Moving north we find the Czech Republic’s neighbor, Poland, which stretches from the mountainous Silesian Ridge on the Czech border to the Baltic Sea in the North. After centuries of war and chaos, Poland has entered a golden age of stability and joining the EU has increased demand for English. Many teachers stay in Poland for a number of years and report that it is advisable to start in a smaller city before moving on up to Warsaw or Krakow. Qualified teachers working at private international schools can make up to $2,000 a month, and may get help with accommodation and visa support. Those working at private language schools may receive less cash, but work less hours. Unlike Spain or France, many Westerners report not having grown up with dreams of living in Poland, but often find a nice environment there and many even become so-called lifers. Teachers also report a low cost of living, and good selection of fresh produce, meat, and fish. One last note: Whereas the Czech Republic has become a mostly secular society, Poland is still very Catholic so please be cautious if you discuss religion in the classroom.
Finally, we have Mother Russia. Unlike the aforementioned European Union members, Russia is very different on many levels. Firstly, you need a very difficult visa, and hence you will not be able to enter the country first and have a nose around unless you have a large budget to enter as a tourist, leave, and re-enter.
Next, it is paramount that you follow the rules in Russia. No private students means no private students, and no helping with charities, NGO’s or proselytizing religious groups. Also, it’s best to keep your passport on you at all times or a copy of your dokumenty. This may all sound rather serious but it is reality. Also, the sheer size and scale can be overwhelming to many teachers, especially if from smaller countries like Scotland or New Zealand.
If you have managed to find a good job (the market is currently rather robust) and a decent flat, you should enjoy your time. Often Russian students are very dedicated, and after getting through the initial detente, you will most likely enjoy a vivid social life. One other thing to note is that there is a subculture of Russian Studies folks who are seemingly obsessed with the language, culture and the FSU (former Soviet Union). This group can be very passionate and showing you new things, or spoil every trip to the pub with political rants.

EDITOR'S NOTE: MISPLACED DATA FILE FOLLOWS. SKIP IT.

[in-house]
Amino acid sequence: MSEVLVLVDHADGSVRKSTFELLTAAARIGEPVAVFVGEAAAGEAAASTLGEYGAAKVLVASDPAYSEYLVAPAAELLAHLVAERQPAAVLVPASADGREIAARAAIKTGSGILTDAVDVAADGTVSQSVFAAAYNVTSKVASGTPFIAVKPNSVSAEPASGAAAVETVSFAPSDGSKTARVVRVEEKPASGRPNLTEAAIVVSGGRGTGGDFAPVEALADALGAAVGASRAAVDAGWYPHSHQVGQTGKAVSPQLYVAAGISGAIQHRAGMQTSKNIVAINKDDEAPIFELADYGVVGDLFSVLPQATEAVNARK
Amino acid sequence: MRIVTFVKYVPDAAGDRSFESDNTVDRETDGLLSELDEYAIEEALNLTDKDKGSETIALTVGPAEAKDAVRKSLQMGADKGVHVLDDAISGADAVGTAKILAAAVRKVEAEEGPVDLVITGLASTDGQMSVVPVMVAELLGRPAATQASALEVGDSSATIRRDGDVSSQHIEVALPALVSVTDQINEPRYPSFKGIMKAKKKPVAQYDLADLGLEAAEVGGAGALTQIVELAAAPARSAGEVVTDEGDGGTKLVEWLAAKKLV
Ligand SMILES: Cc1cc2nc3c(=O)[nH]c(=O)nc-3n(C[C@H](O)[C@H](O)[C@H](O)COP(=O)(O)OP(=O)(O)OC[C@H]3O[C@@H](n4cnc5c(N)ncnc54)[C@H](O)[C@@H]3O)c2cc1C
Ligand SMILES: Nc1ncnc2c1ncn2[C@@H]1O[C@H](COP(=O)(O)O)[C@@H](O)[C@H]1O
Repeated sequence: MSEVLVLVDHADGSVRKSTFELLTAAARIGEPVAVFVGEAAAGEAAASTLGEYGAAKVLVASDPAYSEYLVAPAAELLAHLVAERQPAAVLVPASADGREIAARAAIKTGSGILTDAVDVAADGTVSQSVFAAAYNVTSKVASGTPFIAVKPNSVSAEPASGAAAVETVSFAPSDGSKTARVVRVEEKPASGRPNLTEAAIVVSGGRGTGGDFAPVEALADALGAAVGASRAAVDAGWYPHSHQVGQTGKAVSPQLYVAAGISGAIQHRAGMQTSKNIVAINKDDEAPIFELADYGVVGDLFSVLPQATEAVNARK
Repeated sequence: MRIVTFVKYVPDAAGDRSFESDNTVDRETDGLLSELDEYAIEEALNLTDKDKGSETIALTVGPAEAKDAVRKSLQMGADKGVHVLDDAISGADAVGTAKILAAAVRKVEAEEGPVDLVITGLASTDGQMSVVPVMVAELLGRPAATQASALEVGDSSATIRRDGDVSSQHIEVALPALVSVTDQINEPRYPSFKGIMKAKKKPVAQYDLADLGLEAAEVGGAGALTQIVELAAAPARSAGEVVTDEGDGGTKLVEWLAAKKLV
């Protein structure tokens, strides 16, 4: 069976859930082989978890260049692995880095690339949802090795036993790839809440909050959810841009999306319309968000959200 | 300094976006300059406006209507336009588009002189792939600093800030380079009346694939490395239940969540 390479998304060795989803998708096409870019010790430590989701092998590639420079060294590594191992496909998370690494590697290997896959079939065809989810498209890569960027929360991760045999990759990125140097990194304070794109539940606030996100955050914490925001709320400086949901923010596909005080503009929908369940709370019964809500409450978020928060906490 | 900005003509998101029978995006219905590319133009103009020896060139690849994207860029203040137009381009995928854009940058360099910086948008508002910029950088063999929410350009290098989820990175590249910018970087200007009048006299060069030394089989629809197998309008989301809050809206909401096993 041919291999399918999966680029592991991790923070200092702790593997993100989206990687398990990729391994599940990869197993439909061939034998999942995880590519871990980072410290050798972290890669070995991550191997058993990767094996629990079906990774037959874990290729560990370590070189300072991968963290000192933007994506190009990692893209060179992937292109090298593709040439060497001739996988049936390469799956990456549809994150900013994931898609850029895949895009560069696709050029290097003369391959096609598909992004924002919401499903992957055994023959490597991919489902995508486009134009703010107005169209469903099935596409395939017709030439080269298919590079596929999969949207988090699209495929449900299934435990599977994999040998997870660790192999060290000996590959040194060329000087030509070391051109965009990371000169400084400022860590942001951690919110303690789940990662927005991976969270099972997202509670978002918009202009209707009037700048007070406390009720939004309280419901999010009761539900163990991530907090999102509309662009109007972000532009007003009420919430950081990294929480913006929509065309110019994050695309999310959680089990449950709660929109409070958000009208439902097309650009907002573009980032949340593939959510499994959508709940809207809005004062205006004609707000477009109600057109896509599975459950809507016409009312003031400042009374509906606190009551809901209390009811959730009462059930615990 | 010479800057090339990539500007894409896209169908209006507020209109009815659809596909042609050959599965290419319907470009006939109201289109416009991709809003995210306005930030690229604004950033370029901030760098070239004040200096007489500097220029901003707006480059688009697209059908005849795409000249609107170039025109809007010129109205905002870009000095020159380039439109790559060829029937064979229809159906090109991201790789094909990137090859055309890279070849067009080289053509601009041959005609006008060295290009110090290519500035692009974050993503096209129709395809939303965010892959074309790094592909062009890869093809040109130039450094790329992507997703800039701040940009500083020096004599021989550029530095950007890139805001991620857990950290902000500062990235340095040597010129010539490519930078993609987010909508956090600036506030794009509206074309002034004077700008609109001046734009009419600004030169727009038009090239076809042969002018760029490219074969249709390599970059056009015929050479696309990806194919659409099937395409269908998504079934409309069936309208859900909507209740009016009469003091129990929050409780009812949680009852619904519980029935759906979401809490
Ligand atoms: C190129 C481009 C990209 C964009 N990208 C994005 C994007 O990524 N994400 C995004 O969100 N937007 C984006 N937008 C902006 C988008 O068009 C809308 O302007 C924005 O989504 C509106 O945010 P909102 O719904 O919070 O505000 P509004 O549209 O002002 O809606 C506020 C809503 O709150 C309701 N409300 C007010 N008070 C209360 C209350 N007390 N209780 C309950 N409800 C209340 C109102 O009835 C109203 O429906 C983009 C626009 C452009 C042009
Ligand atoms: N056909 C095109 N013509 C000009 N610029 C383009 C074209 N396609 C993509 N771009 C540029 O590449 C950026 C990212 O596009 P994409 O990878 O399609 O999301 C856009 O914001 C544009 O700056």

Unlike EU nations, you can manage to save some cash, but not on the level of Asia or the Middle East. Once you get into the swing of things with your classes and get to know your schedule, then things usually dramatically improve. Also be aware that the Russian winter is just not propaganda. Bring a warm coat!
Often Westerners are slightly shocked by Russia and find it to be a nation of wild extremes. The key for many is to identify cultural norms and use them as leverage. For example, teachers who honor Russian holidays and bring flowers or chocolates to students and the administrators usually wind up with the choicest schedules and get repaid with fine attendance and smiles. It is also a good idea to check the accommodation before you arrive. For example, if you are moving to Moscow, you will want to know how close you will be living to the center, and if you will be having any flatmates. In places like Moscow, the quality and location of your flat can truly affect your life.
Europe is tempting. The hardest part for many is not allowing their romantic visions to obfuscate reality. You want to dream big but also plan thoroughly. C’est la vie.